This is one of our all-time favorite games to play at any practice! Use this drill with youth teams all the way up to college to teach players to read and respond to unsettled and transition situations. It works on ground balls, stick skills, ball movement, defensive rotations and communication, everything!
Ball-Watching on Defense can be a serious problem for youth and beginning players. "Look Away!" is a great call we've heard college and high school teams using in unsettled situations to get players to turn around and find a man to guard.
One of our teams got beat getting back to play defense all day in our game this weekend, leaving a man on the other team open for easy goals every time they got the ball. Use this classic practice drill to teach your players get back in the "Hole" and play Defense "from inside-out".
Youth coaches are constantly struggling with players that lunge or over-commit on Defense, letting the man with the ball run right past them. "Stubbies" can be a quick and inexpensive fix to this problem, helping to keep players' feet, hips and hands moving in the right direction.
Today in Lax Lingo we want to talk about Defense, and especially defensive help from the back side. "Spider!" is a great new term we hear coaches using to communicate to Defenders when to move out to play their man with the ball, and when to move back in to help in the middle when the ball is away from their man. This is also a great way to introduce basic Team Defense to your players.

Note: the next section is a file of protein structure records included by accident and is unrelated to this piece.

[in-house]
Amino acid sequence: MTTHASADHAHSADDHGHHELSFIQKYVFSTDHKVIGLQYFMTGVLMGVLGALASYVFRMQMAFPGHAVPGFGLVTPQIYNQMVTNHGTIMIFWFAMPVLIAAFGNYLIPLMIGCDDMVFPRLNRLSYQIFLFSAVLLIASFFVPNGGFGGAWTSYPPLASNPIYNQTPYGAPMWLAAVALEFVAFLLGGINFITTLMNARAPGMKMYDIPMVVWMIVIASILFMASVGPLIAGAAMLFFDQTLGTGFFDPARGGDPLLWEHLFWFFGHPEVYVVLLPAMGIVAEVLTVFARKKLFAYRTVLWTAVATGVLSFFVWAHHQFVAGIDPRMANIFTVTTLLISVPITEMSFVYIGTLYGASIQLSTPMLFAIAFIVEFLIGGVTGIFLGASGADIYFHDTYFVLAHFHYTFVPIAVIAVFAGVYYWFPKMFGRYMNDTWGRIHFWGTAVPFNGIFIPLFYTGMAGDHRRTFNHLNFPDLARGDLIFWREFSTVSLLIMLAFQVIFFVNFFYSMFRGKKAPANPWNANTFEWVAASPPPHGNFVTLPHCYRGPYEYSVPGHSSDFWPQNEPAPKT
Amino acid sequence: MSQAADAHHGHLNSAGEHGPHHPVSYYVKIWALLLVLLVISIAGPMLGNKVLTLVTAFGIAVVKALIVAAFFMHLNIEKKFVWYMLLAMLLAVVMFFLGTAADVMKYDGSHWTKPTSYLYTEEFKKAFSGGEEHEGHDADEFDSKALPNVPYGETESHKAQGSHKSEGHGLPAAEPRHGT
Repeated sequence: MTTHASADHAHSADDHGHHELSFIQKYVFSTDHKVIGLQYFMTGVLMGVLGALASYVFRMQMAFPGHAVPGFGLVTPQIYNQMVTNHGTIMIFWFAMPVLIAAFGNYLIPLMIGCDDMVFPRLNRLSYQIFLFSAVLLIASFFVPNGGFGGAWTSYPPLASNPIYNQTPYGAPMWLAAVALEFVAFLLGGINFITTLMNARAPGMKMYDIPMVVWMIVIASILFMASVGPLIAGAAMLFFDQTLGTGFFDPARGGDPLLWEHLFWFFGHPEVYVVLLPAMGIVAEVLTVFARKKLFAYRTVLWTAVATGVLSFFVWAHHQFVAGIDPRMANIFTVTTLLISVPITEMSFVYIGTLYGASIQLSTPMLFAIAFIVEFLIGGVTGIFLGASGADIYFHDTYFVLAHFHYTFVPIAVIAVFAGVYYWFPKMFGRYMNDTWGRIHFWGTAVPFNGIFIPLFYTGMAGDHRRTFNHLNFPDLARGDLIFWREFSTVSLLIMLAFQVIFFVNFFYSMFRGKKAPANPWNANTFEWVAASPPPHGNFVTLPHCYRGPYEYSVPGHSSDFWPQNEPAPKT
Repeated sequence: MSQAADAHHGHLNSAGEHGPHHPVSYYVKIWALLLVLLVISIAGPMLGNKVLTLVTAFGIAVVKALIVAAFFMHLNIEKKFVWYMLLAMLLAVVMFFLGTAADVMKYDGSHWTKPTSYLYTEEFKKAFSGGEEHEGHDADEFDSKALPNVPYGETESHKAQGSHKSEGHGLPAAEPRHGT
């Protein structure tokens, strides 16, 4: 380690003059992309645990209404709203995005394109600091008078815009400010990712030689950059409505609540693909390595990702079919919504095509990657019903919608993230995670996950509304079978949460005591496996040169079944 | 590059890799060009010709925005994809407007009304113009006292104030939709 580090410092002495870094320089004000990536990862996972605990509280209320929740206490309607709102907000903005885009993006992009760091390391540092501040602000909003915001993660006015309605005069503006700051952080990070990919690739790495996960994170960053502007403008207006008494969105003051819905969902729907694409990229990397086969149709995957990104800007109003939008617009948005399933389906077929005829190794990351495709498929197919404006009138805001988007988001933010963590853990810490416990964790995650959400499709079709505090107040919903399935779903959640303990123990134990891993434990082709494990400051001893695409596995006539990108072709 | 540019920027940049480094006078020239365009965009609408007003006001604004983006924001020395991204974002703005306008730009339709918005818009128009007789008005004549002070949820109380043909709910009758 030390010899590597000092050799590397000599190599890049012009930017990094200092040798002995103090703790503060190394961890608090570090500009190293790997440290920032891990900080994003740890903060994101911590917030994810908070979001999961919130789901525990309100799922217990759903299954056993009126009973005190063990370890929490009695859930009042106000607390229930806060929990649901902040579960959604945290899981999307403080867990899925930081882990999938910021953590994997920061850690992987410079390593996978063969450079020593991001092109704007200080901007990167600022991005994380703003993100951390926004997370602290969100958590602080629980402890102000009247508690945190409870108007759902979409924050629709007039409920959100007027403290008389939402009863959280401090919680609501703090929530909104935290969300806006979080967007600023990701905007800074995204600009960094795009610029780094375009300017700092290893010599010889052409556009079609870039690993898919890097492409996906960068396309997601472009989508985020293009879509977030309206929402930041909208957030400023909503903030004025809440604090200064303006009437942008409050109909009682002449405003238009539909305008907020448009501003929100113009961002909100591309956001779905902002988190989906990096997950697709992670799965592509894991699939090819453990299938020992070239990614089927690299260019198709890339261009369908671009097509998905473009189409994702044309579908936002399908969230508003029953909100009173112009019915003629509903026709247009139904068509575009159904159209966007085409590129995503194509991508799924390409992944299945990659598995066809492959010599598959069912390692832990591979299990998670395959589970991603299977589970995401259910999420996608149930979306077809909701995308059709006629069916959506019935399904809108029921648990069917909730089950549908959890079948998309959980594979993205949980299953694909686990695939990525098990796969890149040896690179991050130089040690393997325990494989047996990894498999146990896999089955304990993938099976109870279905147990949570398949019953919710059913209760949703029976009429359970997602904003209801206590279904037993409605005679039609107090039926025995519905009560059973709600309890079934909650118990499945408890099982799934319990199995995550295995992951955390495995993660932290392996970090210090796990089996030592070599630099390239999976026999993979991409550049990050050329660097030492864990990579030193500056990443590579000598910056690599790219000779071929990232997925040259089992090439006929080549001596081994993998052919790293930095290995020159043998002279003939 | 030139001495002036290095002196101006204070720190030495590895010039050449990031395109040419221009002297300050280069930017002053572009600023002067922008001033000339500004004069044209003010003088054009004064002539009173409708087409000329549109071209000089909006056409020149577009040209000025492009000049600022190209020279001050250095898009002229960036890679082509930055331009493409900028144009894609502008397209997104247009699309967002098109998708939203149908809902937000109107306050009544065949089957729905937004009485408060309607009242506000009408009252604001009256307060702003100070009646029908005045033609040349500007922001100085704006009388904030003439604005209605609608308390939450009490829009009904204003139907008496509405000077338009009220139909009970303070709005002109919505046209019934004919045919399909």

Whether it's the increased focus on safety, new rules for "quick restarts," or the influence of Canadian Box Lacrosse, the game is changing. Here's a list of the current trends we here at Lax Library believe will help coaches prepare players for the modern game.
Youth coaches everywhere struggle with beginning players that stop their feet and throw stick checks on defense, letting the man they are guarding run right past them. By teaching players to avoid this "Stop and Chop" behavior, they can correct their bad habits and learn how to keep up with any opponent.
Youth coaches everywhere struggle with beginning players that lunge or over-commit on defense, letting the man they are guarding run right past them. The Bucket Game is a very simple fix to this common problem, teaching players to keep their feet, hands, and bodies moving to stay in between their man and the goal.
"Find" is a great term we have heard good coaches using in games for a few years now. In today's Lax Lingo, we'll look at how this simple one-word tool can help your players react and respond quickly on the field.
When teaching your players good individual defense, maybe don't teach the Poke Check first. We realize this might sound blasphemous, since the Poke Check is a classic. But we have heard that even top coaches like Dave Pietremala are getting away from it (although don't quote us). In game situations, a beginning player is running at full speed, trying to poke the 2"-wide shaft or the ball carrier's bottom hand, both relatively small targets. Instead, teach them to play Body Defense with the Feet, Hips, Hands, Stick last.